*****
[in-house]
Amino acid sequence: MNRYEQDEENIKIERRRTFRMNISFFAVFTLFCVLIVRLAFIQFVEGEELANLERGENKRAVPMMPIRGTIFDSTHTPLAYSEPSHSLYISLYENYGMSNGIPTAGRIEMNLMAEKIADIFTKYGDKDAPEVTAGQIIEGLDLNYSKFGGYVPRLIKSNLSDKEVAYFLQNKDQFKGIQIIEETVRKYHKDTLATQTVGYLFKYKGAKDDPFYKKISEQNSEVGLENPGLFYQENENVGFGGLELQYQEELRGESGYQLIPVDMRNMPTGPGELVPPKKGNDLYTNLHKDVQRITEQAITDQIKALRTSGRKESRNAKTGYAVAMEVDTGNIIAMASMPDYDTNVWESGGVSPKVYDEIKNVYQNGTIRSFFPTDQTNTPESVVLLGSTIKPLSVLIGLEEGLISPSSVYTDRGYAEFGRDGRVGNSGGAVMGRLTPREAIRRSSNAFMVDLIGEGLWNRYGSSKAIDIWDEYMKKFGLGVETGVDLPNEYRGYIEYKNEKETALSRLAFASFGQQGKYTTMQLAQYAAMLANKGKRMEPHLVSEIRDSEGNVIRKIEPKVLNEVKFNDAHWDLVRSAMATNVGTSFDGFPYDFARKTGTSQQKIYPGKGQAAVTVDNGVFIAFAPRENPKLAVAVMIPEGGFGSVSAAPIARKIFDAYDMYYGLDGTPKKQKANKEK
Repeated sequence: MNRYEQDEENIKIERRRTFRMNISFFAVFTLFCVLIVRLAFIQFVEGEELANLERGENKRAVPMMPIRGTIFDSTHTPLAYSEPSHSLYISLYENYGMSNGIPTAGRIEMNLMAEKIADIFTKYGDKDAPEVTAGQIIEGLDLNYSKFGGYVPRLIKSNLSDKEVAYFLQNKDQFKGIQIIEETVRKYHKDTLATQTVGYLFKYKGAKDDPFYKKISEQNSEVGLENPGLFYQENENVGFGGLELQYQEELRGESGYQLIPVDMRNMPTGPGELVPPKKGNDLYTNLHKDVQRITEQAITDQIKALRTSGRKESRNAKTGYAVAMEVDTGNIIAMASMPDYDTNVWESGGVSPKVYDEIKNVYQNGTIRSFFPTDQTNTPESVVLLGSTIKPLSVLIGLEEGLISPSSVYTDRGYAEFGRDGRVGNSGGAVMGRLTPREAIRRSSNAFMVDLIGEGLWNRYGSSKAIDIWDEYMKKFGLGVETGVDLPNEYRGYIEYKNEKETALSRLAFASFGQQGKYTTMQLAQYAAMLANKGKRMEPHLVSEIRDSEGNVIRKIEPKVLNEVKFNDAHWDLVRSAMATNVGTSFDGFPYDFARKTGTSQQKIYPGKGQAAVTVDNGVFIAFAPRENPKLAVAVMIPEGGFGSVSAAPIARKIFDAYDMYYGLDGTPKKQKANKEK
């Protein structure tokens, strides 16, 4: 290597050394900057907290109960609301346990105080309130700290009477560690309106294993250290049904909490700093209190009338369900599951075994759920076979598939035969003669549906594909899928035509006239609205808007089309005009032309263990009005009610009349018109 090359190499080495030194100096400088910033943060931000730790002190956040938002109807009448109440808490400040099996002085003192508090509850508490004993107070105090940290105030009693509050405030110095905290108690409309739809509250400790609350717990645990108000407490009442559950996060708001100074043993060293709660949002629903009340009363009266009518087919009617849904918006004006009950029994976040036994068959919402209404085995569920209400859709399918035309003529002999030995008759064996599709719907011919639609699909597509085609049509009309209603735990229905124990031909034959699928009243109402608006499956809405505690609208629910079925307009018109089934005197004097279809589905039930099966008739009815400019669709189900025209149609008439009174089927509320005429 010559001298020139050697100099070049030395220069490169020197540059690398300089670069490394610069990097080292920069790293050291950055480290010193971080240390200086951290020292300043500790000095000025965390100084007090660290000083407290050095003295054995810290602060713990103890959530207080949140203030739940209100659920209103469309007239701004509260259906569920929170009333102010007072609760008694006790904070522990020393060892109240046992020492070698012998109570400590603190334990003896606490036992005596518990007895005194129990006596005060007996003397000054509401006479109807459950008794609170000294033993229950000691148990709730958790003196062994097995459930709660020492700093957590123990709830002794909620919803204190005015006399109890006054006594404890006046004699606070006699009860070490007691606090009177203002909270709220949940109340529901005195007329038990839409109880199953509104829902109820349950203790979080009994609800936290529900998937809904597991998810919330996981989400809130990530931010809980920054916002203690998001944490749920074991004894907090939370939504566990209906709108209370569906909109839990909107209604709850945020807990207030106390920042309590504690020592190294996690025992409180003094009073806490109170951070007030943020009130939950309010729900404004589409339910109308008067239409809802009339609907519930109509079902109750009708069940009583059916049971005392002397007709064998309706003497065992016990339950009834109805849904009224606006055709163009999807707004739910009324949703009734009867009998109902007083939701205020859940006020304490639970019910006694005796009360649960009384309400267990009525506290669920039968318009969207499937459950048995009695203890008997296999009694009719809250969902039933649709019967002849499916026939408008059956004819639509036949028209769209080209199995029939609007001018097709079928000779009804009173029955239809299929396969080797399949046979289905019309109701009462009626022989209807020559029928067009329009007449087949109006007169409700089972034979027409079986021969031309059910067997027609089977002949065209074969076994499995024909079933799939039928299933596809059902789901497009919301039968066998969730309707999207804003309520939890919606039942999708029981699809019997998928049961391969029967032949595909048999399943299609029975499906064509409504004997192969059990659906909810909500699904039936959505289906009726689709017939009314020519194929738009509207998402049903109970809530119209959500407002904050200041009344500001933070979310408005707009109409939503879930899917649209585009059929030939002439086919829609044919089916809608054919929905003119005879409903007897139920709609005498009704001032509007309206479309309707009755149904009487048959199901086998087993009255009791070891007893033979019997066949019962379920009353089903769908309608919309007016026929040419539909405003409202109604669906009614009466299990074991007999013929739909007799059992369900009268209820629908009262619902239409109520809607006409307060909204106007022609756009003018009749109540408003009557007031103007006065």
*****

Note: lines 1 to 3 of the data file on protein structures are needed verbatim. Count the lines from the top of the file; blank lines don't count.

[in-house]
Amino acid sequence: MNRYEQDEENIKIERRRTFRMNISFFAVFTLFCVLIVRLAFIQFVEGEELANLERGENKRAVPMMPIRGTIFDSTHTPLAYSEPSHSLYISLYENYGMSNGIPTAGRIEMNLMAEKIADIFTKYGDKDAPEVTAGQIIEGLDLNYSKFGGYVPRLIKSNLSDKEVAYFLQNKDQFKGIQIIEETVRKYHKDTLATQTVGYLFKYKGAKDDPFYKKISEQNSEVGLENPGLFYQENENVGFGGLELQYQEELRGESGYQLIPVDMRNMPTGPGELVPPKKGNDLYTNLHKDVQRITEQAITDQIKALRTSGRKESRNAKTGYAVAMEVDTGNIIAMASMPDYDTNVWESGGVSPKVYDEIKNVYQNGTIRSFFPTDQTNTPESVVLLGSTIKPLSVLIGLEEGLISPSSVYTDRGYAEFGRDGRVGNSGGAVMGRLTPREAIRRSSNAFMVDLIGEGLWNRYGSSKAIDIWDEYMKKFGLGVETGVDLPNEYRGYIEYKNEKETALSRLAFASFGQQGKYTTMQLAQYAAMLANKGKRMEPHLVSEIRDSEGNVIRKIEPKVLNEVKFNDAHWDLVRSAMATNVGTSFDGFPYDFARKTGTSQQKIYPGKGQAAVTVDNGVFIAFAPRENPKLAVAVMIPEGGFGSVSAAPIARKIFDAYDMYYGLDGTPKKQKANKEK
Repeated sequence: MNRYEQDEENIKIERRRTFRMNISFFAVFTLFCVLIVRLAFIQFVEGEELANLERGENKRAVPMMPIRGTIFDSTHTPLAYSEPSHSLYISLYENYGMSNGIPTAGRIEMNLMAEKIADIFTKYGDKDAPEVTAGQIIEGLDLNYSKFGGYVPRLIKSNLSDKEVAYFLQNKDQFKGIQIIEETVRKYHKDTLATQTVGYLFKYKGAKDDPFYKKISEQNSEVGLENPGLFYQENENVGFGGLELQYQEELRGESGYQLIPVDMRNMPTGPGELVPPKKGNDLYTNLHKDVQRITEQAITDQIKALRTSGRKESRNAKTGYAVAMEVDTGNIIAMASMPDYDTNVWESGGVSPKVYDEIKNVYQNGTIRSFFPTDQTNTPESVVLLGSTIKPLSVLIGLEEGLISPSSVYTDRGYAEFGRDGRVGNSGGAVMGRLTPREAIRRSSNAFMVDLIGEGLWNRYGSSKAIDIWDEYMKKFGLGVETGVDLPNEYRGYIEYKNEKETALSRLAFASFGQQGKYTTMQLAQYAAMLANKGKRMEPHLVSEIRDSEGNVIRKIEPKVLNEVKFNDAHWDLVRSAMATNVGTSFDGFPYDFARKTGTSQQKIYPGKGQAAVTVDNGVFIAFAPRENPKLAVAVMIPEGGFGSVSAAPIARKIFDAYDMYYGLDGTPKKQKANKEK